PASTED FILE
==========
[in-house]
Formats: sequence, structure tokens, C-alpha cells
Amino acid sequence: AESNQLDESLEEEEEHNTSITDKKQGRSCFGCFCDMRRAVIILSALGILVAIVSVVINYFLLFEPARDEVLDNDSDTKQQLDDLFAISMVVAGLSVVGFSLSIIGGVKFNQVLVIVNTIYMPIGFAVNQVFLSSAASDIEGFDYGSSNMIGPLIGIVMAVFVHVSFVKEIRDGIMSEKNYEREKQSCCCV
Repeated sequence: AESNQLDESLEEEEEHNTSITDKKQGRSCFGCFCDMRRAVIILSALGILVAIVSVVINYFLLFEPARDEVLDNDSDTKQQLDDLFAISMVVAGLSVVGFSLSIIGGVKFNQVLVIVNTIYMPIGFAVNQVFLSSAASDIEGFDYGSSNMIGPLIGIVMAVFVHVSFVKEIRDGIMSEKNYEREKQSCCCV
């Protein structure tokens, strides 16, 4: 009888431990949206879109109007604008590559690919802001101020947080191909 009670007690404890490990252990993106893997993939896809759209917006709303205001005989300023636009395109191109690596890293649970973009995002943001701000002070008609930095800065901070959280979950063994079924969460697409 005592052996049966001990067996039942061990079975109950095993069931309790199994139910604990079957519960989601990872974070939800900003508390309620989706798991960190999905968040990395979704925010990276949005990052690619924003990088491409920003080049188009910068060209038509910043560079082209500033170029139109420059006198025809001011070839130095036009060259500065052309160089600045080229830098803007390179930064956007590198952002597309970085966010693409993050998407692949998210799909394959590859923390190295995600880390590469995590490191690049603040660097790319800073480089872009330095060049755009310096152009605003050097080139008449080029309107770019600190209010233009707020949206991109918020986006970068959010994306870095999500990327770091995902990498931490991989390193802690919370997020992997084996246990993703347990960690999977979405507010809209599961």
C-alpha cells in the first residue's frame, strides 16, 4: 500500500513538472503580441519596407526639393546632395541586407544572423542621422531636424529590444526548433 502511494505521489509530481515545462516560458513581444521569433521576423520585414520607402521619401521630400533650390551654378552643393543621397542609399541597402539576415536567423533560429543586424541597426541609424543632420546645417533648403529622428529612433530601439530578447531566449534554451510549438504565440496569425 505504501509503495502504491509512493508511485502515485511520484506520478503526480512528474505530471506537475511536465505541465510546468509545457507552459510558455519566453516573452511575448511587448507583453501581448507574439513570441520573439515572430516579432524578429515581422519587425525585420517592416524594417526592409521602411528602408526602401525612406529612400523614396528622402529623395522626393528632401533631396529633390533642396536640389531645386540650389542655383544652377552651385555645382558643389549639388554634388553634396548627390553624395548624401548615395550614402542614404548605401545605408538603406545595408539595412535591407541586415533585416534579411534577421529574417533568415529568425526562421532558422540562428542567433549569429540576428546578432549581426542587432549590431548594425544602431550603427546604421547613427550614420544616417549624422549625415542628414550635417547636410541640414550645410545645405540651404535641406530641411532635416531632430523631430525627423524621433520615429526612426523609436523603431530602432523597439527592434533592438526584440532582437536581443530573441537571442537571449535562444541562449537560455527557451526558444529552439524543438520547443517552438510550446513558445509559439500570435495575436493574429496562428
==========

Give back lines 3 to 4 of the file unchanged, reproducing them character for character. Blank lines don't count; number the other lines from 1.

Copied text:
Amino acid sequence: AESNQLDESLEEEEEHNTSITDKKQGRSCFGCFCDMRRAVIILSALGILVAIVSVVINYFLLFEPARDEVLDNDSDTKQQLDDLFAISMVVAGLSVVGFSLSIIGGVKFNQVLVIVNTIYMPIGFAVNQVFLSSAASDIEGFDYGSSNMIGPLIGIVMAVFVHVSFVKEIRDGIMSEKNYEREKQSCCCV
Repeated sequence: AESNQLDESLEEEEEHNTSITDKKQGRSCFGCFCDMRRAVIILSALGILVAIVSVVINYFLLFEPARDEVLDNDSDTKQQLDDLFAISMVVAGLSVVGFSLSIIGGVKFNQVLVIVNTIYMPIGFAVNQVFLSSAASDIEGFDYGSSNMIGPLIGIVMAVFVHVSFVKEIRDGIMSEKNYEREKQSCCCV